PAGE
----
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Never has there been so much interest in the preseason as there was this season. With so many new faces and so many question marks surrounding the team, an 8-0 showing seemed nearly impossible. And while an undefeated preseason is nothing to boast to your friends about, it does have merit. There is a correlation between preseason success and regular-season success. It’s not the wins that are so impressive, but rather how the Magic looked to the eye. They looked — to put it simply — dominant. Their depth and versatility is unmatched by any team in the NBA.
I like this team so much that I’m starting to genuinely feel like a cheerleader (er, Magic Dancer, sorry). That said, here are some preseason awards. OK, they’re not really awards. It’s more like the awards they make up for Little League teams so every player gets one — best hustler, best seed-spitter, best backup third baseman, best home-run trot, etc. You get the point. Everybody gets one. Here they are:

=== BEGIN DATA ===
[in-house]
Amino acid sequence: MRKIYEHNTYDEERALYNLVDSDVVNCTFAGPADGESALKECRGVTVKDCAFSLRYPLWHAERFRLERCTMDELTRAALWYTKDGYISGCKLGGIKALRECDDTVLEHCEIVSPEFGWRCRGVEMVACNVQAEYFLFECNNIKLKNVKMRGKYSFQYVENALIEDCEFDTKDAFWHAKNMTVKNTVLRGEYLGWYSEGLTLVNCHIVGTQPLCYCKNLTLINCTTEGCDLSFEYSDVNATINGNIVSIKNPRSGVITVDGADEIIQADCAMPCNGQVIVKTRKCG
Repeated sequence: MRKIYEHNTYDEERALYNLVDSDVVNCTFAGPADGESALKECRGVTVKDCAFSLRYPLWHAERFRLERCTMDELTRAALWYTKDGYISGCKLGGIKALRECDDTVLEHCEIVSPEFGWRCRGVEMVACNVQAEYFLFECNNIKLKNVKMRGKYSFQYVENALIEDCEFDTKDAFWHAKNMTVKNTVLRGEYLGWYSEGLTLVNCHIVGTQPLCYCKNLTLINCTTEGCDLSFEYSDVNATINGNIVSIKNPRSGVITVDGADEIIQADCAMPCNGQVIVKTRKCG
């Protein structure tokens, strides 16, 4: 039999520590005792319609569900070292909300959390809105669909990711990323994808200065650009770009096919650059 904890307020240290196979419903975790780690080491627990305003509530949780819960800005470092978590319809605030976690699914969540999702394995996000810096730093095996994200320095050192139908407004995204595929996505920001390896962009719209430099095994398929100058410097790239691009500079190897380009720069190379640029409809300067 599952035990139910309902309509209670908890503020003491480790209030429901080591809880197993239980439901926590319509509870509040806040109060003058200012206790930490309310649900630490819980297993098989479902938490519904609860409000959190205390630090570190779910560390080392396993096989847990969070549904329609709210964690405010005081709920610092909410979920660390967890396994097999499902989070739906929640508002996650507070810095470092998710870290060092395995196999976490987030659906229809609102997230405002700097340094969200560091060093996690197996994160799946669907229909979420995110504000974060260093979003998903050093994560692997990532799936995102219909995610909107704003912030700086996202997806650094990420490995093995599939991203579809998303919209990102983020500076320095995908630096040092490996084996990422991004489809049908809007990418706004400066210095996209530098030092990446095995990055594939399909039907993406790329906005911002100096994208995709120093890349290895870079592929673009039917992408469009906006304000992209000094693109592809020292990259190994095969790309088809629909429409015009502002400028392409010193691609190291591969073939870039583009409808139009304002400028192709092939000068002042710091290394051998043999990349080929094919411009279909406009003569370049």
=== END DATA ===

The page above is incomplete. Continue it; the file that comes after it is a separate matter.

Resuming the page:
Biggest relief: Jameer Nelson Nelson’s health was in the back of everyone’s mind coming into training camp, somewhere between the concern for Dwight Howard’s free throws, Vince Carter’s hops and Matt Barnes’ last bit of un-inked skin. There’s no need to worry about Nelson’s shoulder — it’s 100 percent, just like he said. The biggest concern with Nelson is if he can match his unworldly shooting percentage from last season.